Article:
Right to CollectMichael King
December 19, 2013 — 1,485 views
QUESTION: Will I jeopardize my right to collect if I file a 1099 form on the debtor?
ANSWER: Be careful to communicate that you still intend to collect the debt, even though you have filed the 1099 with the I.R.S.
Creditors sometimes say that they will threaten to file 1099 forms if debtors don't pay. What they mean is that they will file Form 1099-C with the Internal Revenue Service ("IRS") indicating that the debtors should pay income tax on the unpaid debts. Threatening to turn someone into the IRS in order to make them pay your debt could be viewed as extortion, however. The creditor either has justification for the IRS filing, or it does not. "Threatening" is not one of the reasons recognized by the IRS to require a filing.
You also need to be cautious in your Form 1099-C filings with the IRS not to create any defenses for your debtors. Careless 1099 filings may be construed as intentional discharges of indebtedness, letting the debtors avoid repayments.
What is a form 1099-C?
A Form 1099-C is commonly labeled a "Cancellation of Debt." Internal Revenue Code, 26 U.S.C. § 6050P requires the filing of the Form 1099-C when one of eight "identifiable events" triggers the reporting obligation by the creditor. The identifiable events include the filing of bankruptcy by the debtor, the expiration of the statute of limitations, the conclusion by the creditor that the debt is uncollectable, or the creditor's decision "to discontinue collection activity." I.R.C. § 1.6070P-1(b)(2)(i). Form 1099-C basically tells the Internal Revenue Service that the creditor doesn't think it can collect the debt. Under certain circumstances, the IRS will tax the gain received by the debtor by failing to repay the loan.
Who would have the nerve to raise this defense?
Avery T. Cashion, III signed a promissory note in the amount of $2,000,000.00 payable to the Bank of Asheville ("Bank") in August 2006. Mr. Cashion defaulted on the debt and in September 2010 the Bank sued for full payment plus interest. The Bank must have had other bad debts because it closed and the Federal Deposit Insurance Corporation ("FDIC") was named the receiver and liquidating agent. The FDIC continued with the lawsuit to collect the debt from Mr. Cashion. Among his defenses, Mr. Cashion said that the Bank had sent him a "Cancellation of Debt" Form 1099-C and that meant that he didn't need to pay anymore.
In FDIC v. Cashion, 720 F.3d 169 (4th Cir. 2013), the Fourth Circuit Court of Appeals told Mr. Cashion that he was wrong:
Cashion’s claim of cancellation or assignment of the Note is based solely on the 1099-C Form. He never proffered a reason for cancellation or any evidence beside the 1099-C Form he received to prove cancellation. Cashion admitted he had not paid the Note. Only Cashion’s bald speculation ties his receipt of the 1099-C Form to a specific reason as to why the Bank would have issued it.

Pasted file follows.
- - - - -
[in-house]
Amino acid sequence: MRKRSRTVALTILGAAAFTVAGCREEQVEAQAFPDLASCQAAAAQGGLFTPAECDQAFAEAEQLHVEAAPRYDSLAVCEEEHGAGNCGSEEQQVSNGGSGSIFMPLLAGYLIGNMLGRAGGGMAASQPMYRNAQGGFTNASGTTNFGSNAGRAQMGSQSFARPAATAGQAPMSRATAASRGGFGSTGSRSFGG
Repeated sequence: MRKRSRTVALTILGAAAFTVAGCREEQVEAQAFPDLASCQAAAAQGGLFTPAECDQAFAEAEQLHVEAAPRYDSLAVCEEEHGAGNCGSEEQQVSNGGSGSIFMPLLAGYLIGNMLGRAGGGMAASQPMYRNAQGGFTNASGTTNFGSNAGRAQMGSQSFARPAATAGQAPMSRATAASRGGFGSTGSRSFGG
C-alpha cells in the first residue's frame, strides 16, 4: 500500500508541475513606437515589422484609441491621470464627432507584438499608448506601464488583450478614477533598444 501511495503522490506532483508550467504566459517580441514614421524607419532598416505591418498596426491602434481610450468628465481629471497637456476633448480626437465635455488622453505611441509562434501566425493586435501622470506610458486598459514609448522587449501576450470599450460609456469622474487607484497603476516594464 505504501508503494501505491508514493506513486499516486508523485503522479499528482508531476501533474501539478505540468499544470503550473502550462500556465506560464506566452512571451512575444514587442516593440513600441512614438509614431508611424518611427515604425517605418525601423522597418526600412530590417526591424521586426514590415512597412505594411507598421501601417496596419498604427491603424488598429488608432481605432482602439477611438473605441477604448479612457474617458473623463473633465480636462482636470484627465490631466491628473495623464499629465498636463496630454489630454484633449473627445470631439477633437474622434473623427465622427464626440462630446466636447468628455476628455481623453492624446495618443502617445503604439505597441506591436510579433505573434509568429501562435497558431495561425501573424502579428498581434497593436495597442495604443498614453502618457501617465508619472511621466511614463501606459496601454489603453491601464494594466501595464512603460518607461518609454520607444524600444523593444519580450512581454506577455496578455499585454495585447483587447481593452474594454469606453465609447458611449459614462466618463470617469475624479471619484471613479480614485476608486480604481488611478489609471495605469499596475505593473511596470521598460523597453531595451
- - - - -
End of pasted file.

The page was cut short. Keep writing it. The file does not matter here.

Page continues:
As the court noted, a creditor might be legally required to file a Form 1099-C where no actual discharge of indebtedness has occurred or is even contemplated.
The court looked at the IRS regulations and decided that creditors have to file 1099-C forms to comply with IRS tax reporting requirements. The IRS issued Information Letters saying that the IRS "does not view a Form 1099-C as an admission by the creditor that it has discharged the debt and can no longer pursue collection." According to the IRS, filing a Form 1099-C satisfies the reporting requirements of the Internal Revenue Code, but does not "prohibit collection activity after a creditor reports by filing a Form 1099-C."
Although the district court in the Cashion case held that "a Form 1099-C does not itself operate to legally discharge a debtor's liability," other courts have thought that the notices at least create issues of fact. Amtrust Bank v. Fossett, 224 P.3d 935 (Ariz. App. 2009).
In the Cashion case, the fourth circuit said that the Amtrust Bank v. Fossett case represented a small minority of lower court opinions. That minority view makes the filing of a Form 1099-C prima facie evidence of intent to discharge indebtedness. If the form has been filed with the IRS, the creditor must show evidence that the debt had not been cancelled. The creditor would need to show that the form was required by another "identifiable event" under the IRS regulations, rather than actual discharge of indebtedness.
The fourth circuit approach seems to make sense. After all, if the creditor had chosen to actually discharge the indebtedness, why is it suing to collect?
How do you keep debtors from raising Form 1099-C filings as defenses?
In the Cashion case, the court agreed with the FDIC and entered judgment in the amount of $2,111,427.12, together with accruing interest against Mr. Cashion. A creditor does not let the debtor off the hook automatically when it sends the Form 1099-C as required by the IRS. The Fossett case suggests that lenders can avoid the defense by sending notices to borrowers that they intend "to continue debt collection activities."
Let me know if you have questions about overcoming creative defenses raised by your debtors.
Gammage & Burnham
Mike King is a founding partner of Gammage and Burnham, Attorneys at Law, a well known legal firm in Phoenix Arizona. His practice emphasizes business and corporate law.